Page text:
KRAS proteins regulate many cellular processes including initiation of cell division in response to mitogens. Gain of function KRAS mutations appear in approximately 30% of all human cancers and activate effector signal transduction pathways independent of mitogenic stimuli. KRAS driven cancers also frequently have high metabolic rates and may have increased sensitivity to metabolic inhibitors but the underlying mechanism is not fully understood. In this study, we characterized the cellular mechanism of a small molecule inhibitor identified using a transgenic Drosophila melanogaster model that expresses human KRAS-G12V in the fly wing. The compound partially restored wing development in the KRAS-G12V flies and inhibited growth and signal transduction in multiple KRAS driven cancer cells and KRAS-G12V dependent MEF cells but not in MEF cells expressing BRAF-V600E. The compound also had a profound impact on mitochondrial function by inhibiting electron transport (ETC) complex I. Multiple other ETC or ATP synthase inhibitors similarly impaired oncogenic KRAS signal transduction. ATP production through glucose metabolism was sufficient to rescue KRAS function and cellular growth after ETC inhibition, suggesting that inhibition of MAPK signaling is due to low ATP levels rather than a direct consequence of ETC or complex I inhibition. These data indicate that oncogenic KRAS signal transduction requires high cellular ATP levels and suggests a synthetic lethal interaction between KRAS and multiple metabolic targets that could be exploited to target KRAS driven cancers.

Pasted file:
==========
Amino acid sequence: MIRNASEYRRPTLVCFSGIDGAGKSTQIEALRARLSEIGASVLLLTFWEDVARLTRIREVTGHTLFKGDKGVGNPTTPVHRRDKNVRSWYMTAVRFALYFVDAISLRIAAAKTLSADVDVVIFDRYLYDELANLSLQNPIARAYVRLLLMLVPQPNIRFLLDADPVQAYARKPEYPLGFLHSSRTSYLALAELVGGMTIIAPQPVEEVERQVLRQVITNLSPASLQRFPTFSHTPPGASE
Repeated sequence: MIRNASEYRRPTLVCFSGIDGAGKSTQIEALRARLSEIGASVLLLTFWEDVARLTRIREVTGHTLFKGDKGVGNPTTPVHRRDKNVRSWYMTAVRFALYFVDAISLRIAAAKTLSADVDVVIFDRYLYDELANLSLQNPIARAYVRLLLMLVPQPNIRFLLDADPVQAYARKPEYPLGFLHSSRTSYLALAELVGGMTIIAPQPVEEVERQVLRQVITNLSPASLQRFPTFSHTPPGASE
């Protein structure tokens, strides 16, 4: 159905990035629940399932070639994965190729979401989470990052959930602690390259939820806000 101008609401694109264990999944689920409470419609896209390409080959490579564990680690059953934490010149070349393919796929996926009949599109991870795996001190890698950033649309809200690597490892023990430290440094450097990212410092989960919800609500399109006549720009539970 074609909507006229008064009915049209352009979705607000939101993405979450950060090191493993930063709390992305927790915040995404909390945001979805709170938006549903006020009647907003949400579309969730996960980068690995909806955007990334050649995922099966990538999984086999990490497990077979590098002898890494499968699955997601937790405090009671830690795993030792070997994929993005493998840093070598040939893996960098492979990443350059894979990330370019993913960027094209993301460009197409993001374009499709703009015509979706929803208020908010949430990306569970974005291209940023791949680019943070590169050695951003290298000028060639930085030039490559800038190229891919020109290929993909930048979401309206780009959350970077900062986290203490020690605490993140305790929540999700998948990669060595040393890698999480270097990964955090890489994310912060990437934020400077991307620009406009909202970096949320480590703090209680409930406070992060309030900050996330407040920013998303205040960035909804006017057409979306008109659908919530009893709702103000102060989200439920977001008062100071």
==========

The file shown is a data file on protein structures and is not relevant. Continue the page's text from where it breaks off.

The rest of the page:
Citation Format: Matthew Holderfield, Kanika Sharma. Sensitivity of oncogenic KRAS to adenosine triphosphate suppression [abstract]. In: Proceedings of the American Association for Cancer Research Annual Meeting 2017; 2017 Apr 1-5; Washington, DC. Philadelphia (PA): AACR; Cancer Res 2017;77(13 Suppl):Abstract nr 1365. doi:10.1158/1538-7445.AM2017-1365